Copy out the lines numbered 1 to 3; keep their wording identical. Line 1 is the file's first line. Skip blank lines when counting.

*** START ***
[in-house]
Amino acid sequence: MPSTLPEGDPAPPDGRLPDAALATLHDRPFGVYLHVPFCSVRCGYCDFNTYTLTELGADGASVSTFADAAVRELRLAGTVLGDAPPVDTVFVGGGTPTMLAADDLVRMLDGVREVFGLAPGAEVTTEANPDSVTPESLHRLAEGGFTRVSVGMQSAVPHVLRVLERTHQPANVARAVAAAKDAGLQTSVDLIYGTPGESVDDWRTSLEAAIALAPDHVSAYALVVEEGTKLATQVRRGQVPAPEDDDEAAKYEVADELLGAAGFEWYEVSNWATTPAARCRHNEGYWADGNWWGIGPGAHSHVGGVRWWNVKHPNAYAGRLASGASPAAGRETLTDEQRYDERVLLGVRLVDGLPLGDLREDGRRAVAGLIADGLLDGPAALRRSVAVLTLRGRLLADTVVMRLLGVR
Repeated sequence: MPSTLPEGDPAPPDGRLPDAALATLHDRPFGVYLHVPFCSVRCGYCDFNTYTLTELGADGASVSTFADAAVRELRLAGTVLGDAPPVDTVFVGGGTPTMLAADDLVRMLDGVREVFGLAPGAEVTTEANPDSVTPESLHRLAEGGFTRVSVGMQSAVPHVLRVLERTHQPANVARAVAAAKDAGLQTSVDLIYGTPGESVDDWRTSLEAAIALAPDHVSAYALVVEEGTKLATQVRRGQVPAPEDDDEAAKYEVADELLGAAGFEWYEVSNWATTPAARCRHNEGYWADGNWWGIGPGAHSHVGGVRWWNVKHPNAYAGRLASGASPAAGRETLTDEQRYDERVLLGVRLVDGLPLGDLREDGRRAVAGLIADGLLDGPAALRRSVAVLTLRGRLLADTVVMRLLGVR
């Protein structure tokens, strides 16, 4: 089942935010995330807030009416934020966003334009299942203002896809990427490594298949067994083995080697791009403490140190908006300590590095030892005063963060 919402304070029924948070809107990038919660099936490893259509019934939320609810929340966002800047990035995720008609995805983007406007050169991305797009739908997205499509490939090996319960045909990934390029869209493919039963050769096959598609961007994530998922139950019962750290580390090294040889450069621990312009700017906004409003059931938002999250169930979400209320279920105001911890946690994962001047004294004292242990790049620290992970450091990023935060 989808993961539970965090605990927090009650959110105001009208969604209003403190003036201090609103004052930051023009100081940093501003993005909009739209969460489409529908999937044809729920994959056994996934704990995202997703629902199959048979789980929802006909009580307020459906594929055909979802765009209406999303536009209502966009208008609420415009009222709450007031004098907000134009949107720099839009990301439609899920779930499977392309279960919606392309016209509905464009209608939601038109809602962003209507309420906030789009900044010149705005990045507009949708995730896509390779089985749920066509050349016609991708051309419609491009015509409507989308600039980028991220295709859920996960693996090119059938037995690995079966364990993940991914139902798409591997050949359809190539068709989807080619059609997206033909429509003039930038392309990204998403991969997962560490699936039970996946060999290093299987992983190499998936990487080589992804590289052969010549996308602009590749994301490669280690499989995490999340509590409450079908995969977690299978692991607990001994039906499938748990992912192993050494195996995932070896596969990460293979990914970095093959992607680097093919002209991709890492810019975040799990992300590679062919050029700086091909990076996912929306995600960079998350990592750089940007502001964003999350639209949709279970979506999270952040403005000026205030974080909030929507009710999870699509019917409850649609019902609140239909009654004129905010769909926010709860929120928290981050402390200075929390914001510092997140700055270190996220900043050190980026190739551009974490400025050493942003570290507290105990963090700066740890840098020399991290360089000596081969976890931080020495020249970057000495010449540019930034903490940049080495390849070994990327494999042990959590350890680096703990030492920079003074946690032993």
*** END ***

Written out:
[in-house]
Amino acid sequence: MPSTLPEGDPAPPDGRLPDAALATLHDRPFGVYLHVPFCSVRCGYCDFNTYTLTELGADGASVSTFADAAVRELRLAGTVLGDAPPVDTVFVGGGTPTMLAADDLVRMLDGVREVFGLAPGAEVTTEANPDSVTPESLHRLAEGGFTRVSVGMQSAVPHVLRVLERTHQPANVARAVAAAKDAGLQTSVDLIYGTPGESVDDWRTSLEAAIALAPDHVSAYALVVEEGTKLATQVRRGQVPAPEDDDEAAKYEVADELLGAAGFEWYEVSNWATTPAARCRHNEGYWADGNWWGIGPGAHSHVGGVRWWNVKHPNAYAGRLASGASPAAGRETLTDEQRYDERVLLGVRLVDGLPLGDLREDGRRAVAGLIADGLLDGPAALRRSVAVLTLRGRLLADTVVMRLLGVR
Repeated sequence: MPSTLPEGDPAPPDGRLPDAALATLHDRPFGVYLHVPFCSVRCGYCDFNTYTLTELGADGASVSTFADAAVRELRLAGTVLGDAPPVDTVFVGGGTPTMLAADDLVRMLDGVREVFGLAPGAEVTTEANPDSVTPESLHRLAEGGFTRVSVGMQSAVPHVLRVLERTHQPANVARAVAAAKDAGLQTSVDLIYGTPGESVDDWRTSLEAAIALAPDHVSAYALVVEEGTKLATQVRRGQVPAPEDDDEAAKYEVADELLGAAGFEWYEVSNWATTPAARCRHNEGYWADGNWWGIGPGAHSHVGGVRWWNVKHPNAYAGRLASGASPAAGRETLTDEQRYDERVLLGVRLVDGLPLGDLREDGRRAVAGLIADGLLDGPAALRRSVAVLTLRGRLLADTVVMRLLGVR